People quite often tell me that they find the violent revolution and the following even more violent genocide in Cambodia in 1975 ‘incomprehensible’. Incomprehensible in the same way as the Holocaust is incomprehensible, I presume. I, however, do not find either of them incomprehensible.

On the contrary, the more one learns about human nature, the easier it is to see how capable we are of destructive behaviour.

In general, I would say, we tend to simplify the moral conflicts yesterday’s people were faced with. To us, it might seem like a question of bravery or cowardice – whether one had the courage to do the right thing in a bad time. But every so often people found – and find – themselves with no options left. You are at a crossroads where it is not possible to do what is morally right, and the only way out would be suicide. But, if you have children or other people depending on you, suicide might be even worse than reluctantly supporting a system you despise.

When I started working on my novel Song for an Approaching Storm, in which the man who later would be known as Pol Pot is one of the three main characters, one of my motives was to complicate the picture of the genocidal tyrant. The human mind is inclined towards proportionality – evil deeds are supposed to be committed by an equally evil man. This makes the seemingly incomprehensible more comprehensible, but to me that is merely a comforting illusion.

The people I have met who knew Pol Pot always speak of a gentle, likeable man with ‘an engaging smile’. In his youth, before he became politically aware, he was considered a fun person to be around, who liked poetry, music and having a good time.

We all interpret what we see around us through the prism of our beliefs and values. Most of us strive for rationality, to make the world understandable. So do political fanatics. I would say that Pol Pot created the system that killed a quarter of the Cambodian population – but it also created him. A kind of disastrous interaction over time.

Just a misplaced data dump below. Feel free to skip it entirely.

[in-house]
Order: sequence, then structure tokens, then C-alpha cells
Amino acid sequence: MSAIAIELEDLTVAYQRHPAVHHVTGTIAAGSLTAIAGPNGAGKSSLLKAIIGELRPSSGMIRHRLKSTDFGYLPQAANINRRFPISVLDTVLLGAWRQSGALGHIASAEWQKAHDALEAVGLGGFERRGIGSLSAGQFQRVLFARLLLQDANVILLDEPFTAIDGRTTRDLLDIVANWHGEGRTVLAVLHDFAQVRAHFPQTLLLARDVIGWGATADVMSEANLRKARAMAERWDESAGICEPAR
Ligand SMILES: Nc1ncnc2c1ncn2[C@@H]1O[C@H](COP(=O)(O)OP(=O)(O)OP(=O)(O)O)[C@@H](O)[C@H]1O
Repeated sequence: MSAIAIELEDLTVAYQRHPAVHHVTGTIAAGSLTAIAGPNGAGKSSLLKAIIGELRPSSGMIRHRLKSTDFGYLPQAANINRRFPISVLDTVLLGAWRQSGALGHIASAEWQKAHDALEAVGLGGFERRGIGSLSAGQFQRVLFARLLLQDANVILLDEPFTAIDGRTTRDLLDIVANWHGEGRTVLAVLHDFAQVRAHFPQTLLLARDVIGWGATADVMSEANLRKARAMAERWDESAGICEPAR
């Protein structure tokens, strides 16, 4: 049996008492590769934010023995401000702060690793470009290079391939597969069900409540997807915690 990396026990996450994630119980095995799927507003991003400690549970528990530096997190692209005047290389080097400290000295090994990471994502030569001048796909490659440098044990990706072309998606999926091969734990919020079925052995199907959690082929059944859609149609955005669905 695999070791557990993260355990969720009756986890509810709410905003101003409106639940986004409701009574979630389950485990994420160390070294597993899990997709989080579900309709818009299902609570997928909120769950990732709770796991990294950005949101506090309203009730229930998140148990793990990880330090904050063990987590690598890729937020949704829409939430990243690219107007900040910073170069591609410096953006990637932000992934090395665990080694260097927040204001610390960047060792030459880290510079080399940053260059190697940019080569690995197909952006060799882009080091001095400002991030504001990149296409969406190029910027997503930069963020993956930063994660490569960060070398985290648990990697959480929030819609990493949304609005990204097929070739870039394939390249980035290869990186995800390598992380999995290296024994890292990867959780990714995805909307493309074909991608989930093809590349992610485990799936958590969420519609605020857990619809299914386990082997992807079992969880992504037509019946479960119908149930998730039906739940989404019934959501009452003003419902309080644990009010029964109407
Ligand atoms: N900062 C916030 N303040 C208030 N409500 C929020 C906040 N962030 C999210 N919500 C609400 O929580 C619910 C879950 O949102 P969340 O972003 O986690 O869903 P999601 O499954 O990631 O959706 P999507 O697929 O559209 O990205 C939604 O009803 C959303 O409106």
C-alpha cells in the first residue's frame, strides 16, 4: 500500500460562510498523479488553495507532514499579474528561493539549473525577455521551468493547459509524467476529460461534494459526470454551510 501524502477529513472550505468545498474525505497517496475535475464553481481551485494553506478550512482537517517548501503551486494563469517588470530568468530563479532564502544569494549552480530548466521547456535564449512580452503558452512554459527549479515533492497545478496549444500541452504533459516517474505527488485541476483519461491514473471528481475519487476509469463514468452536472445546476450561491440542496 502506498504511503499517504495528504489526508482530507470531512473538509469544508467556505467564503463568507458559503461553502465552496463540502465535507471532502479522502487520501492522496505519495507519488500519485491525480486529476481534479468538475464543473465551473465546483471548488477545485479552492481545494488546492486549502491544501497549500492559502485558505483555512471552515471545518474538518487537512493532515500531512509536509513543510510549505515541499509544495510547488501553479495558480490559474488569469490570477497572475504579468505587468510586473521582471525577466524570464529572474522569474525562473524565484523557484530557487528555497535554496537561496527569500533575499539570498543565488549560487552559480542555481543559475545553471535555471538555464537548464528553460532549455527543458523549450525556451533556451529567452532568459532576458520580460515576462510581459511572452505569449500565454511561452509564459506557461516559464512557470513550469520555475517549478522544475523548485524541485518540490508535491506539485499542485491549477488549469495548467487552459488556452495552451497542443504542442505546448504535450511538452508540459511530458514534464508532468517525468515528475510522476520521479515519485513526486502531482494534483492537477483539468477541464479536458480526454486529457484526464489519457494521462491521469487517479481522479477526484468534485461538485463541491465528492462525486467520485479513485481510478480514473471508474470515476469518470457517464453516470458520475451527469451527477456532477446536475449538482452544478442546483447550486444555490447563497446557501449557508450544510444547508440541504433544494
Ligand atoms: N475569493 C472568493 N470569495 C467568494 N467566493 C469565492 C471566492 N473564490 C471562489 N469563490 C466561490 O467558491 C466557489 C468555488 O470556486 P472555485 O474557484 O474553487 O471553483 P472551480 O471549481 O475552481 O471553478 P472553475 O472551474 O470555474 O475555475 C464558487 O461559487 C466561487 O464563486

My novel is set in 1955, when Pol Pot has returned to his homeland Cambodia from a couple of years’ university study in Paris. He has not however come back with a university diploma, but with membership to the French Communist party. Cambodia has recently regained its independence from France and the first free general elections are scheduled for September of that year. Pol Pot is living a double life, conspiring with his communist friends at night and working as a much appreciated teacher during the day. But he is also openly campaigning for the main opposition party, hoping to get a good job in the government after the election, a position that would enable him to marry his fiancée, who is of royal descent and whose aristocratic family will not settle for a simple teacher.

I had this story from a close friend of Pol Pot’s. According to this source, things might have turned out very differently if the government had not tampered with the election results. As a result of the election fraud, Pol Pot never got the opportunity to pursue a civil service career, and his fiancée left him for his political arch rival (whose future indeed seemed brighter). With the doors of love and democracy slamming in his face he was left with only one group of friends: the communists.

Every novel with an ambition beyond the political pamphlet has numerous motives and not even the author understands or is aware of them all. But, as mentioned, one part of my project was to replace the genocidal monster with the once-likeable man. In these times, when terrible reports about ISIS violence recall one of the most murderous millenarist movements since the Khmer Rouge, we need to be able to understand what drives people to destruction. In Song for an Approaching Storm, my intention was not to rehabilitate a murderous dictator but to explore the capacity for darkness I believe is latent in all of us.